I am finding as I grow older, I am saddened by my arrogance and pride as a youth. Yes, confidence is one thing, but ignoring those that have experience in a given forum is foolish, no? For those that don’t know, I have two young daughters who will be a freshman and junior in high school. I am often met with brashness and usually some sort of eye-roll from them whenever I offer some direction. Who am I kidding, it’s usually directives like the trash needs to go out and has yet to be collected. 🙂
I mention that example not because it reminded me of my own youth, but because I often thought my way was far better than everyone else’s. Which, I suppose is ok if it really was better. But, typically it truly doesn’t matter. Did I mention I’m an engineer? There has to be order and precision to the chaos. Doing things twice seems wasteful to me. Maybe though, there is a lesson in the double or even triple effort to accomplish something?Continue reading “Letters to my younger self”
Today is just a short reminder, again, to not use layers to control visibility with Civil 3D objects. I’m doing a project where I was given a file that had contours (same at elevation but most were not), text next to 2 lines in an X arrangement, spot elevations that were pointing to random spots along a curb line, etc. I would have hoped this came from an exploded version of the Civil 3D model, but with other factors like layer naming, I was not hopeful. So I set off to build the surface from scratch.Continue reading “Feature Line Editing”
And now back to our regularly scheduled program… Have you heard of the drone invasion?
For those hiding under a rock because of the election, or other apocalyptic event, drones have come to the forefront of data capture for many types of projects. Surveyors are actively digging into the technology to see how it can help them capture existing conditions quickly and at what quality they can capture.3DR and DJI are two companies that are offering drones to the commercial AEC industry.
For full disclosure, Synergis is now a partner with 3DR to provide the technology to our local customers.
The basic idea is the drone would fly a given area, take several pictures and upload that data to a cloud service to create composite imagery or elevation models. In order to accomplish this, All commercial drones have some sort of GPS recorder to stamp each image with coordinates. For clarity, this position stamp is rough in nature given the process described above and is typically within 5′ of the actual location. This is NOT acceptable to most survey firms for anything other than “napkin” sketched projects.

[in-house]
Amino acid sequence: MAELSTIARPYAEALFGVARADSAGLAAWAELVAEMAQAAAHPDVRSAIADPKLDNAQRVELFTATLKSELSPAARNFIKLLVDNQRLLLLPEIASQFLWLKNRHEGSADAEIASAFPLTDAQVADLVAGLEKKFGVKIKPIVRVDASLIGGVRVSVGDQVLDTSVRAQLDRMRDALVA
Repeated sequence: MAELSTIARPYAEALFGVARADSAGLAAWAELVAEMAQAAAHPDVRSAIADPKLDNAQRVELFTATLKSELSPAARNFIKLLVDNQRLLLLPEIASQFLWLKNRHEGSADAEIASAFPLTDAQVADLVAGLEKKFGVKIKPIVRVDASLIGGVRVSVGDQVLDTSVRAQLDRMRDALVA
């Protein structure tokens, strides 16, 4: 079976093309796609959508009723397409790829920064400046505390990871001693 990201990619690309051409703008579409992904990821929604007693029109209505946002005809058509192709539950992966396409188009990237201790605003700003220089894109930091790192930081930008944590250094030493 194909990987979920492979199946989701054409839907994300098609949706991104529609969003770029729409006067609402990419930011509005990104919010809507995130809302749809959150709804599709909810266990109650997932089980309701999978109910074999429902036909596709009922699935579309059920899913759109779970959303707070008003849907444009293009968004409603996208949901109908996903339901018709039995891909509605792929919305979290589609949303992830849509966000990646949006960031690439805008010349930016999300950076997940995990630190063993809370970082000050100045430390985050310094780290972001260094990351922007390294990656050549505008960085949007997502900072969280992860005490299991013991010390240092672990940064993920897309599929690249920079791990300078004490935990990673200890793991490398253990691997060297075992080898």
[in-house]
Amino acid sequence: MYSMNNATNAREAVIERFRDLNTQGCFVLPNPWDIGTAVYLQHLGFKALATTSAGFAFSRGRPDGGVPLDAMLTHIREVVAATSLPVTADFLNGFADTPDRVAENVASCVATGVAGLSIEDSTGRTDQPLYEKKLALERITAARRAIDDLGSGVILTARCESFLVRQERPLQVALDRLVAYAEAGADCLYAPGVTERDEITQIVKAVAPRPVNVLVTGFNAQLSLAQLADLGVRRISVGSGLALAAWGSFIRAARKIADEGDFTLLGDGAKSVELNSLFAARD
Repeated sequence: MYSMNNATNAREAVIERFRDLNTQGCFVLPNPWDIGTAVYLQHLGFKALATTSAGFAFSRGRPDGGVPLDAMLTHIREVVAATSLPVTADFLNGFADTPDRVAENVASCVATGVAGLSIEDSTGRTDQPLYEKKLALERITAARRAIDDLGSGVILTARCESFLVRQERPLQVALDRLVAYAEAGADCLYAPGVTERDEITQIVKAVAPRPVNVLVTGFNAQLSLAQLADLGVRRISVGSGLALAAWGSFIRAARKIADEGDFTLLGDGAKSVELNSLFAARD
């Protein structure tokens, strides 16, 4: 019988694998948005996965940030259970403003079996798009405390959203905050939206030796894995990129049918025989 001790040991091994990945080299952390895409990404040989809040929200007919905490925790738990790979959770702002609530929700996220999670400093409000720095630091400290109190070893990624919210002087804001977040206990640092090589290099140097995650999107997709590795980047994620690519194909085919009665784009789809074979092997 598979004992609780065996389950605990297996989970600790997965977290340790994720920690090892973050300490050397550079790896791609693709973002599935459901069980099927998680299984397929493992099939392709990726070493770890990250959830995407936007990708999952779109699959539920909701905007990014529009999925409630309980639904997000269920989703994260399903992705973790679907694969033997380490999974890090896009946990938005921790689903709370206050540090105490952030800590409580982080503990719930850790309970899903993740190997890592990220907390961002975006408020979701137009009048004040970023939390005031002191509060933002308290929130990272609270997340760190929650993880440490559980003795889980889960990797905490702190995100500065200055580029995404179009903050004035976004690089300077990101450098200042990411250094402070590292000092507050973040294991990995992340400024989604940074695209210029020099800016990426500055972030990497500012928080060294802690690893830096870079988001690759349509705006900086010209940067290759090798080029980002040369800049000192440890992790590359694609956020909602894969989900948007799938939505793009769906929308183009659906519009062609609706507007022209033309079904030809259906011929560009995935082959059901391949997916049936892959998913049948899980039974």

Many services have added the ability to add survey control to the process in order to tighten up the results. There is a best practices method to laying out the control over the capture area. According to 3DR, they can improve the location (x,y) accuracy of their data to within an inch!
In order to accomplish this correction, one bit of information is the need to have an EPSG code to identify the control’s coordinate system.Simply search by state or other information to find the EPSG code. For future reference, here are a few local codes to Pennsylvania and New Jersey.
In case you need to transform your control coordinates, there is a great tool in that same website to re-project your coordinates from one system to another:
Lastly, if you have Recap 360 Pro, there is a setting to specify the coordinate system. In that setting you use a portion of a typical code (PA83 for instance) and get results which also include the EPSG code.
This is a post about conversations I have frequently with Surveyors and their office staff. First and foremost, DO NOT EXPLODE any Civil 3D objects! OK, now that I’ve said that… Civil 3D uses point groups and description keys to control how points are displayed, not layers.
Every surveyor just now threw up their hands and said, well… things I cannot repeat here. Let’s take a breath and find out how we can calm the masses while maintaining the Civil 3D model.
Corridors are quite fun to build, configure and eventually model various surfaces. Everyone has seen the smooth and clean examples.
Sometimes, the corridor object can get out of whack; subassemblies targeting the wrong alignments, daylighting specified to the wrong surface, etc. Maybe you’ve seen this simple error…
Of course intersection can pose their own problems, but what about all of those other corridor examples like bus stops or knuckles or even cul-de-sacs. Recently, I had a chance to help someone with just such an issue. And it looked like this. For some reason, the lane was not respecting the closest target making a hole in the surface.
I teach a fair amount of classes around the functionality of Civil 3D. One common dilemma I hear students discuss is how to handle styles. Yes, you can put them in a template and have the standard set of styles available. But what happens when I need to present an object differently than the company standard? Agent Smith once said “You hear that Mr. Anderson?… That is the sound of inevitability…”
Yes, style change is inevitable. After the break, I’ll give you my solution which does not end in death…